A man in period dress is throwing some flowers at some paintings which represent his supposed ancestors and I am feeling… something. A little surge of exhilaration that this Ibsen staging hasn’t made me feel so far. Maybe it’s the sight of its title character Rosmer triumphantly casting off the mouldering greatcoat of convention, the one that represents the legacy of his father and father’s father (this isn’t a metaphor, he literally gives away his grandad’s jacket) . Or maybe it’s relief that something is –finally –happening on a stage that’s been the site of endless conversations, and very few actions.
Rosmersholm isn’t staged very often, and it’s easy to see why: weird name, the doomed unsatisfying stasis of its narrative arc, the vaguely Dickensian supernatural flourishes that sit strangely with its hefty debates on politics. The same things make it intriguing. It’s a play where idealism clashes with establishment pragmatism – and it’s also a play where people see white horses, and then die soon after. Director Ian Rickson and adapter Duncan Macmillan resist the temptation to make this into a ghost story, although Rae Smith’s set design and Neil Austin’s lighting combine to haunting effect – those ancestral paintings start out shrouded in black cloth, then glow in artfully concentrated beams of light in a dilapidated room, a dust-covered memorial to a woman who died in mysterious circumstances.
The meat of the play is a battle for the soul of the title character, Rosmer, which was unfortunately wasn’t a soul whose fate I was especially invested in. His wife has died, perhaps driven mad by him, her body clogging the mill that has supplied his family’s wealth for generations. Rebecca West wants to claim him for youth, beauty and proto-socialism. Politician Kroll wants him to uphold the family name. And outside, the townspeople are worried that Rosmer’s relationship with West is more than platonic. The tensions are palpable but they don’t sit well on Tom Burke’s shoulders. I couldn’t feel interested in a mental struggle that barely showed on his face. Ibsen’s created a character that’s basically a cold-blooded, joyless lobster held up by a shell of tradition, and even with these limitations, Burke’s underdeveloped stiffness that never hints at something meatier and stranger underneath. Hayley Atwell, as Rebecca West, fills some of the deficit with a performance that’s warmer and more vulnerable than you might typically expect from the part of this arch schemer. She plays an impoverished woman who gets the political power she craves in the only way she can in this class-ridden, patriarchal society: by stroking a rich man into doing the right thing (in a strictly ladylike way, of course). She’s a self-created thing, and that makes her a fascinating contrast with Rosmer, a man who’s made by his environment, and who crumbles as soon as he starts to try and fight it.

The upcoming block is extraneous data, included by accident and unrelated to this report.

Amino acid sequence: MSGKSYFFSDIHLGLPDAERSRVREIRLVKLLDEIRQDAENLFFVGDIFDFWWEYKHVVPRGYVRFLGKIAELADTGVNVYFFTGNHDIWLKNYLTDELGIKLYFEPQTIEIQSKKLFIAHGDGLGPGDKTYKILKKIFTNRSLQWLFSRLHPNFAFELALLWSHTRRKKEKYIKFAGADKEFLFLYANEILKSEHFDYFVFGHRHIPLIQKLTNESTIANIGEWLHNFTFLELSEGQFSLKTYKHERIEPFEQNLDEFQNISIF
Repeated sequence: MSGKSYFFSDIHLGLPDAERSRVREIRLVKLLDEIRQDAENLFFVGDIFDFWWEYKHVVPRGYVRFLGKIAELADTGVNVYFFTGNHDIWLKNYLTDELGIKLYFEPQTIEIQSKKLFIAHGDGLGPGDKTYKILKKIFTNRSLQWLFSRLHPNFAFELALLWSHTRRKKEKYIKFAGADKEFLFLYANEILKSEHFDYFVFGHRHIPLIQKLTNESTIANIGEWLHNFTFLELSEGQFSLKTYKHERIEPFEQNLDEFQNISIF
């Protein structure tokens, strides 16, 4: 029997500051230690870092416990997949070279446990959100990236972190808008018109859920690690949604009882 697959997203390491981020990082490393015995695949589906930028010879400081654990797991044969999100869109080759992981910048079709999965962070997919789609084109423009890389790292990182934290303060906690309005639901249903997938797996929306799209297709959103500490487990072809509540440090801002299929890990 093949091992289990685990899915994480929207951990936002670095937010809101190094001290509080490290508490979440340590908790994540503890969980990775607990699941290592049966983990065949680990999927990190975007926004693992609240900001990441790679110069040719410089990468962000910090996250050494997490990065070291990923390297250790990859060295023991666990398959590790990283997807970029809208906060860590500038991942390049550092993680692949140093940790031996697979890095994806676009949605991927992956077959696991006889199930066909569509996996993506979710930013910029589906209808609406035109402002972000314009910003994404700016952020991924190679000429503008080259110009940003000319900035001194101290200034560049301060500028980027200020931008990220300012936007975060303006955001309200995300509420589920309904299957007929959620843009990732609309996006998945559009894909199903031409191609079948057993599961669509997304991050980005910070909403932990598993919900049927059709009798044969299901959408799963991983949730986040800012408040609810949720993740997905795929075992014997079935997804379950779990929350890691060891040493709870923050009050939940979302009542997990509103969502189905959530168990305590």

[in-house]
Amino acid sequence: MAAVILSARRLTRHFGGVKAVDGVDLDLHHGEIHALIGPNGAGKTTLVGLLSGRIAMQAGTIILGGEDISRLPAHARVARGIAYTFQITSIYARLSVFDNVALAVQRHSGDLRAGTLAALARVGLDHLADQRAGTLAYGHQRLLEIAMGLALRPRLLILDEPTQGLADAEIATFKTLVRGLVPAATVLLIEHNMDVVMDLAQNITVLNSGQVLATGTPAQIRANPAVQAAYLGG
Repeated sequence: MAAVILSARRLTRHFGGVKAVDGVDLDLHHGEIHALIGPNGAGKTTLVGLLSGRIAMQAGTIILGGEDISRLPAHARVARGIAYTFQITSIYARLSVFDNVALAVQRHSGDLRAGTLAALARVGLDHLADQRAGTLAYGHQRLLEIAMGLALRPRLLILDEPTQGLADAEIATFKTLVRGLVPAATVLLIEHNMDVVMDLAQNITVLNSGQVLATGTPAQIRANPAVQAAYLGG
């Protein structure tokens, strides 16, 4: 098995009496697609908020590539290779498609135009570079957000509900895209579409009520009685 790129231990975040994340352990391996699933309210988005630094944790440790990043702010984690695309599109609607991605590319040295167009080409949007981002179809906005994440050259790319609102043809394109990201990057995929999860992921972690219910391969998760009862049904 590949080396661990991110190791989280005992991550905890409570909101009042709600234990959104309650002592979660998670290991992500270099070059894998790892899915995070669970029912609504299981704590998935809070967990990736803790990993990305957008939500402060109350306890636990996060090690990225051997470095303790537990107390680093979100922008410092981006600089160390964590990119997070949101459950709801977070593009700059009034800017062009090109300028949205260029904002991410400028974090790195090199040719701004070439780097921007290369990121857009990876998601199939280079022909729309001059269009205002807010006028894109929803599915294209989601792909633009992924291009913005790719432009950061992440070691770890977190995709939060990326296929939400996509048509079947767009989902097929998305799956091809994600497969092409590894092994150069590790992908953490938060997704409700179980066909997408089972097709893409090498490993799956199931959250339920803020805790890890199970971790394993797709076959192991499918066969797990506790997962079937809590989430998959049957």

The best bits of Rosmersholm are very, very good. Especially West’s furious will to reshape the world she lives in. And the way that Kroll, wonderfully performed by Giles Terera, unveils layer and layer underneath his initial stilted politeness. But they sit in a play that’s got a fairly straightforward thesis at its heart: young people are idealistic, older and richer people are sustained by and will inevitably maintain the status quo, systems trap and crush the people who live inside them. This moral proposition isn’t really subverted: Rosmer’s break into flower-throwing philanthropy feels hollow and temporary. Instead, Ibsen takes a sideways leap into the supernatural, with a heightened ending that doesn’t quite work here, with this low-chemistry central couple.
You’re not meant to talk about being bored in the theatre, and to be honest I’m enough of a theatre nerd that 95% of the time I’m not, but I did really struggle to keep my focus during parts of Rosmersholm. Perhaps that’s why the story’s more gothic elements are there: to jolt you out of the stasis of this story. Here, they’re underplayed. The cranking sounds and thunderstormy crashes of Gregory Clarke’s sound design feel too quiet and too far away to turn this room into the horrifying place it gradually becomes. And even when it’s darkest night outside, those picturesque sunbeams continue to shine.
Even if I was sometimes frustrated by Rosmersholm, it fascinated me too. I hope another staging comes along soon, one with a more extravagant approach to this story’s equine visions and treacherous mill. If it does, then white horses couldn’t drag me away.
Rosmersholm is on at Duke of York’s Theatre until 20th July. More info and tickets here.